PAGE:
The Complete Persepolis by Marjane Satrapi
Rating: 4.5 stars (out of 5)
Genre: memoir, graphic novel
Summary/Review: It's tempting to say that Satrapi chose to write her memoir as a graphic novel because she's not very good at narrative writing, but to say that would be to completely undercut what this book has to offer. Satrapi tells her story through brief narration and elegant black and white drawings, illustrating the repression in Iran (veiled women and bearded men drawn with no mouths) and the freedom of Europe.
Satrapi takes us from her childhood in Iran under the Shah through her experiences during the Islamic Revolution. Her parents send her to Austria when she is 14, and she stays there for 4 years. An outsider in Austria, she returns to Iran, only to continue to feel like an outsider, because she did was not in the country through most of the Iran-Iraq war, and therefore didn't suffer through the bombings and terror that her fellow Iranians did.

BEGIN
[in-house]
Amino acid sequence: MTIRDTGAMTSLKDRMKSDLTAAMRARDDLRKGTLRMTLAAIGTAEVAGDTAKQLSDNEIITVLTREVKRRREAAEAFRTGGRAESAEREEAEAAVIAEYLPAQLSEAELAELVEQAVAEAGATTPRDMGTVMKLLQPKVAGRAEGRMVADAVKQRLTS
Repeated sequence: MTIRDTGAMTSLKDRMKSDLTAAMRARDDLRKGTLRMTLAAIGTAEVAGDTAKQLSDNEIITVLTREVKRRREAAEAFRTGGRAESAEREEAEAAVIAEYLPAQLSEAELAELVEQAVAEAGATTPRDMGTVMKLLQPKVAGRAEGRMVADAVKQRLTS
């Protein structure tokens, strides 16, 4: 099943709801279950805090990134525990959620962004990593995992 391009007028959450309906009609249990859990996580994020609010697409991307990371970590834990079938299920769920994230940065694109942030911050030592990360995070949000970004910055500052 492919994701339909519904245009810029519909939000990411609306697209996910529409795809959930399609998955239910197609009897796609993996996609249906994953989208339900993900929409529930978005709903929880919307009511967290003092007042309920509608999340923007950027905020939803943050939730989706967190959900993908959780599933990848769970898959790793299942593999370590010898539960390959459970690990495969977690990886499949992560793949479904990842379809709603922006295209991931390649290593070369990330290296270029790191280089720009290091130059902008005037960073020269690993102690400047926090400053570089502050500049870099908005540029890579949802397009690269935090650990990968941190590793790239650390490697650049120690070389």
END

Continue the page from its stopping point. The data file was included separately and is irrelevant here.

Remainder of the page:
Back in Iran, Satrapi continues to be a rebel, but is able to enroll in college to get her degree in graphic arts. Throughout this section of the book, she depicts her personal struggle to reconcile her values with her life in Iran, and to find meaning in her life. She discovers that, for her, meaning comes through education, both personal and institutional, and leaves Iran again to pursue her studies in France.
Through both her drawings and her words, Satrapi tells not just her own story, but that of others affected by the repression in Iran. That this is a graphic novel gives the reader the feeling of a special insider's look into that world.